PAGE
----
In eyelid surgery patients that do not have adequate lower lid tone or support, and in any patient felt to be at some risk of ectropion, a lateral canthopexy is performed to protect against that potential problem. The lateral canthus (the lateral corner of the eye) contains a tendon that attaches the lower lid tissues to the orbital rim laterally, and this tendon serves as a 'clothesline' that maintains lower lid position. A lateral canthopexy consists of an anchoring or supporting suture that tightens that tendon and thus the lower lid as well. When desired, a lateral canthopexy can also elevate the position of the lower lid. In patients who desire it, this procedure can produce a more 'almond' shape to the eyes.
Lower Eyelid Fat Pads or "Bags"
A very common aging change in the lower eyelids is the development of 'bags', which are in most cases due to an outward bulging of the fat pads behind the lower lids. These 'bags' of fat can be improved by conservative removal through an invisible incision on the inside of the lower lid (trans-conjunctival approach) in patients that do not require skin excision, or through the under-eyelash (sub-ciliary approach) in patients that are having some excess lower lid skin removed.
As with skin removal, I believe that the reduction (NOT total removal) of lower lid fat pads should be conservative. Excessive removal of lower lid fat pads results in a hollowed-out appearance that makes blepharoplasty patients look tired or even ill. I see quite a number of eyelid surgery patients who require structural fat grafting of the lower lids to improve that very problem following an over-aggressive lower blepharoplasty in the past.
In some case lower lid 'bags' can be improved by repairing or reinforcing the soft tissues that normally hold them back. Additionally, excessive lower lid fat can sometimes be mobilized and transposed inferiorly to fill in periorbital hollows or depressions such as the 'tear trough' at the medial junction of the lower lid and cheek.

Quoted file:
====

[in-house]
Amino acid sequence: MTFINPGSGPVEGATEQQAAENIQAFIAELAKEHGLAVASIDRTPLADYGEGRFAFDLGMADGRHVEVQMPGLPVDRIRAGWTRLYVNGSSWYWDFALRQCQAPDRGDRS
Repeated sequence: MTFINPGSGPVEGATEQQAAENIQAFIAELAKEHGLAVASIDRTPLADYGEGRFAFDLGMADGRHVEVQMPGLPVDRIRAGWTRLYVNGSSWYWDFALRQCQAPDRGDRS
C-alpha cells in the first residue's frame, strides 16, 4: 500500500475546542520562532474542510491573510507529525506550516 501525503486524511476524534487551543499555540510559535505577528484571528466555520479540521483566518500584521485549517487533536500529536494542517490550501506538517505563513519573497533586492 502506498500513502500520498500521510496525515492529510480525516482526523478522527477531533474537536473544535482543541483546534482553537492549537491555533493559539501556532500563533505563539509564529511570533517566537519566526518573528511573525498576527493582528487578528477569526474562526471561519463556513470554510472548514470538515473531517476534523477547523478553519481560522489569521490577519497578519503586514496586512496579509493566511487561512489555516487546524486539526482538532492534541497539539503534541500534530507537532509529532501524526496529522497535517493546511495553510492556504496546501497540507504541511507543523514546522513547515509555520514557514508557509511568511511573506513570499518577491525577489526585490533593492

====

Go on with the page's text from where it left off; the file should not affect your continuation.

Some eyelid 'bags' involve redundant muscle tissue which must be removed and/or repositioned, usually in patients who are in their sixties or older. This is performed through an under-eyelid (sub-ciliary) incision which is extended laterally into the 'crow's feet' area.
Structural Fat Grafting of the Lower Lid
As mentioned above, it is very important to preserve (or restore) soft tissue volume in the lower lid. When I review with eyelid surgery patients some photographs from their twenties, in most cases we find that years ago there was no visible demarcation between lid and cheek, but instead a smooth, gently convex curve extending downward from the lower lid margin.
In patients who have developed deep 'tear troughs' at the junction of the lower lid and cheek, adjacent to the side of the nose, the meticulous grafting of fat harvested from the patient's abdomen, hips or thighs can build this area back up and nicely restore a more youthful contour. In some blepharoplasty patients this depression or 'hollow' extends horizontally across the entire junction of the lower lid and cheek, and this must be corrected to obtain the ideal postoperative result.
In select patients, lower lid rejuvenation may consist of conservative reduction (not removal) of the lower lid fat pads or 'bags', in combination with structural fat grafting of the 'tear trough' hollow immediately below. As with all aesthetic surgical procedures, it is absolutely essential to customize the surgical plan to the specific needs of every patient.